Paul Lachine

The Middle East’s Lost Decade

George W. Bush’s war against Saddam Hussein radically altered the Middle East, though not as he envisaged. The region is at risk of becoming the Balkans of the twenty-first century – a decline into chaos that began with, and was largely the result of, the US-led invasion of Iraq ten years ago.

BERLIN – The United States has waged three wars since Al Qaeda’s terrorist attacks on September 11, 2001: against Al Qaeda, in Afghanistan, and in Iraq. The first two were forced upon the US, but the third was the result of a willful, deliberate decision by former President George W. Bush, taken on ideological grounds and, most likely, for personal reasons as well.

Had Bush, former Vice President Dick Cheney, former Secretary of Defense Donald Rumsfeld, and their neocon allies been forthright about their intentions – to bring down Saddam Hussein by means of war, thereby creating a new, pro-Western Middle East – they never would have received the support of Congress and the American public. Their vision was both naive and reckless.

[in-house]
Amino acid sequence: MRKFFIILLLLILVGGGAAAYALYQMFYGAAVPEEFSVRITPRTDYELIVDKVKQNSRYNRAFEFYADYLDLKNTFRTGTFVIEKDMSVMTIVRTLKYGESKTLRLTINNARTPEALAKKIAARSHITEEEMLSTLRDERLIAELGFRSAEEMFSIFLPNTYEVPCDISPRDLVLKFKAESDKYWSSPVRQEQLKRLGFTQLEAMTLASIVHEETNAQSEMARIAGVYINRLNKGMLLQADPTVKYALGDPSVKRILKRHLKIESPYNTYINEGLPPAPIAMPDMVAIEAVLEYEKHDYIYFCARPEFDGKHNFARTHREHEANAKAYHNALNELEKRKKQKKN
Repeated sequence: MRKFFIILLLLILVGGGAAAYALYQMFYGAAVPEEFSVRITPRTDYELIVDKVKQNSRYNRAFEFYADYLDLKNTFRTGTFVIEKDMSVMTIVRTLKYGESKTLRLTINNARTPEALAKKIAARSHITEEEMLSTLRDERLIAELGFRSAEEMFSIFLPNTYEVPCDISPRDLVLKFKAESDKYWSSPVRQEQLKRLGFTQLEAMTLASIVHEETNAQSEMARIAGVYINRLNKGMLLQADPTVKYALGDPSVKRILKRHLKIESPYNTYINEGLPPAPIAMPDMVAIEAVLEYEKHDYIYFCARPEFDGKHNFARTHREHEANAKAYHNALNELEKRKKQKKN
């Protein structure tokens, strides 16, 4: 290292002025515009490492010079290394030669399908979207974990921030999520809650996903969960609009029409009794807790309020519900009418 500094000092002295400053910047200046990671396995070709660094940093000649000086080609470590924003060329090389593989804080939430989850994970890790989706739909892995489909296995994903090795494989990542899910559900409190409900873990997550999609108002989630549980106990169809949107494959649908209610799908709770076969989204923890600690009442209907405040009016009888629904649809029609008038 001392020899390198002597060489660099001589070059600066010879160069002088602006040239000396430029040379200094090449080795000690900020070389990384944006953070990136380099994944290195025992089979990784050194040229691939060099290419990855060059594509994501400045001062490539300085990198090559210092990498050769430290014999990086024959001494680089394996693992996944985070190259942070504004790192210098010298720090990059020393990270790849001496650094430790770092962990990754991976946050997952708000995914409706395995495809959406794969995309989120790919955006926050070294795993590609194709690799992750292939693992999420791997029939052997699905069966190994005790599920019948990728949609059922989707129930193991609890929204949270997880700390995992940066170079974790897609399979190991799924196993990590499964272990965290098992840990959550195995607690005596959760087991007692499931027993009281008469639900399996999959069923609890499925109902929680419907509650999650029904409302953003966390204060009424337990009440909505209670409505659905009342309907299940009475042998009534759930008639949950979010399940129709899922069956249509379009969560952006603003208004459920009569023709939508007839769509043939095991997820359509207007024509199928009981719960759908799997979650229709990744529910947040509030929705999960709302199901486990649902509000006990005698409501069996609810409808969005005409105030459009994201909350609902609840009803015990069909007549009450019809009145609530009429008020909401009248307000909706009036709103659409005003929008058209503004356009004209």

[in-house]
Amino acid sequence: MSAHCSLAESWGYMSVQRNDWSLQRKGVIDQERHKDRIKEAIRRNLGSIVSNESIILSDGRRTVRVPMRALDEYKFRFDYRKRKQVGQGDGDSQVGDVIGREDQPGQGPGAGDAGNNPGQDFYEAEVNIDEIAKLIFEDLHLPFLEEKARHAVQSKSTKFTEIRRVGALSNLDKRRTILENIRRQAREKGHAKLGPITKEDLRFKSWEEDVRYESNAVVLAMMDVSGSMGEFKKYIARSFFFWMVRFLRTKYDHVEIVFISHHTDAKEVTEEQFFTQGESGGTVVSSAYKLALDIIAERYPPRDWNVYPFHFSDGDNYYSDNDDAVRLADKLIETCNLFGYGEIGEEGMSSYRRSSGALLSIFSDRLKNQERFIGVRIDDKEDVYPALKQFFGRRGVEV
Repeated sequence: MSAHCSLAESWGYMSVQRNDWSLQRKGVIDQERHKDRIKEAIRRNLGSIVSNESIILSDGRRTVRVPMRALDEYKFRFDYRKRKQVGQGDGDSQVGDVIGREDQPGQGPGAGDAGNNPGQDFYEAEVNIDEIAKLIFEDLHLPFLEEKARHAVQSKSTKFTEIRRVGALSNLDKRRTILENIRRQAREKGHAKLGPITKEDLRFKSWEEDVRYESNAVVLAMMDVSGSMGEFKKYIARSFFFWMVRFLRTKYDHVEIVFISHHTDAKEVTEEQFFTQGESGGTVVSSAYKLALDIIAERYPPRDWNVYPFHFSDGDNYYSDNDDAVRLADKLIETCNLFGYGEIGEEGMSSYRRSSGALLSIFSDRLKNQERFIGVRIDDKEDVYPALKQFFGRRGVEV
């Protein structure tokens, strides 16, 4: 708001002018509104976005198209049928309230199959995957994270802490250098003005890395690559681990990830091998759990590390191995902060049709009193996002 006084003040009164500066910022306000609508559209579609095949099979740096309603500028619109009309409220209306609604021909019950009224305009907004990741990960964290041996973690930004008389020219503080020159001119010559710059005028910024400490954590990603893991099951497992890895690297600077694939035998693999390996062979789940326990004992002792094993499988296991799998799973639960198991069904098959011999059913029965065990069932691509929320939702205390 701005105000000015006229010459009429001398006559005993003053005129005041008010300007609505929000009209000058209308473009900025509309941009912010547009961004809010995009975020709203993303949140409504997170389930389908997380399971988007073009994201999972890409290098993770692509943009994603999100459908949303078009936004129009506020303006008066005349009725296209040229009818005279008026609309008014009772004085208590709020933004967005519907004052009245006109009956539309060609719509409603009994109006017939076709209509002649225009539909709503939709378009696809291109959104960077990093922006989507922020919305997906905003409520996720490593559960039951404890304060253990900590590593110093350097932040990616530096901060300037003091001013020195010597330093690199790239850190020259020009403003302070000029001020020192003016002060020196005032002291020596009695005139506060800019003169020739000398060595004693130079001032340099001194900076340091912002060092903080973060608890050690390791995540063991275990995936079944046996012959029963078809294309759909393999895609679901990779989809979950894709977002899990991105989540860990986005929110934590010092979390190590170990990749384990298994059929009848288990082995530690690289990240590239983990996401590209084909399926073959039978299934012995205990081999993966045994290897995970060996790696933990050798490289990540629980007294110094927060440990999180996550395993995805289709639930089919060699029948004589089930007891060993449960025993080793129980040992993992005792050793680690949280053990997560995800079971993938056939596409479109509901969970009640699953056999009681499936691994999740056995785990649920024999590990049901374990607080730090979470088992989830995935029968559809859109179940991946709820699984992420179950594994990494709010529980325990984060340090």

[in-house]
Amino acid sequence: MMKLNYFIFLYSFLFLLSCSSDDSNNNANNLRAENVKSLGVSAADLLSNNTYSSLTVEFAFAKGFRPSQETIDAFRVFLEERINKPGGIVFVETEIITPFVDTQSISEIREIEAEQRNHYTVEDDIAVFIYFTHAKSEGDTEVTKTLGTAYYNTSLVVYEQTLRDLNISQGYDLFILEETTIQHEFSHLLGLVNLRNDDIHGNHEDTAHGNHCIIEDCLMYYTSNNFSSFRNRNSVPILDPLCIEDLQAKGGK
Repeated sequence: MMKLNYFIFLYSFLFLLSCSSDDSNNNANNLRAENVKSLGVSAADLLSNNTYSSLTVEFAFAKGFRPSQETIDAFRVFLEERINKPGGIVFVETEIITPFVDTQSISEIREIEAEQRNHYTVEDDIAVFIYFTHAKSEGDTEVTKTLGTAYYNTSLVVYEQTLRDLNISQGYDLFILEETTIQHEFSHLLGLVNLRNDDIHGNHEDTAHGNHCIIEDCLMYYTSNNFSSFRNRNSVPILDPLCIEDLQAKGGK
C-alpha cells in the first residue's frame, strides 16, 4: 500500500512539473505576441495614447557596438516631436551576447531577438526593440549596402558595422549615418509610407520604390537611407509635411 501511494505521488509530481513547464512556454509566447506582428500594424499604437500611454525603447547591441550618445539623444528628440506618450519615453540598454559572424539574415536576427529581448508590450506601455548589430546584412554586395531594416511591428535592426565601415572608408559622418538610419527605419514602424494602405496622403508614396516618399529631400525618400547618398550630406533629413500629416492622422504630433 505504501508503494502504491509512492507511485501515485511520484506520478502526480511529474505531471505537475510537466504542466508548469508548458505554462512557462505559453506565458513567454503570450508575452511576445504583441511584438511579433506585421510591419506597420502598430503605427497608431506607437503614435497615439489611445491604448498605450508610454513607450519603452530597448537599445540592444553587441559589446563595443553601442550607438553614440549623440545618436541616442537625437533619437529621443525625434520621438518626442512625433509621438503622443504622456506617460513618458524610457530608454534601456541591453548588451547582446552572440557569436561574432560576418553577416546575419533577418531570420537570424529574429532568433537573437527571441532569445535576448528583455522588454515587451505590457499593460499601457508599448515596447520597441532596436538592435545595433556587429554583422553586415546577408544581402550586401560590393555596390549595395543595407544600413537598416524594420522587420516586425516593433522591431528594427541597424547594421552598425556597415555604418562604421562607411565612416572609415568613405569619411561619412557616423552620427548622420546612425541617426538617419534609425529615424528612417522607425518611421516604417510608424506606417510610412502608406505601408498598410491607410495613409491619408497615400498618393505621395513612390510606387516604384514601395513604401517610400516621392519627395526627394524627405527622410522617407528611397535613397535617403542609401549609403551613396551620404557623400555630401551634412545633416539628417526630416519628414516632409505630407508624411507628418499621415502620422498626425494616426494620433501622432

So a threat – Iraqi weapons of mass destruction – had to be created. As we now know, the threat was based on lies (aluminum tubes for a nuclear-weapons program, for example, meetings between the 9/11 plot leader, Mohamed Atta, and Iraqi officials in Prague, and even glaring forgeries like supposed Iraqi orders for yellowcake uranium from Niger).

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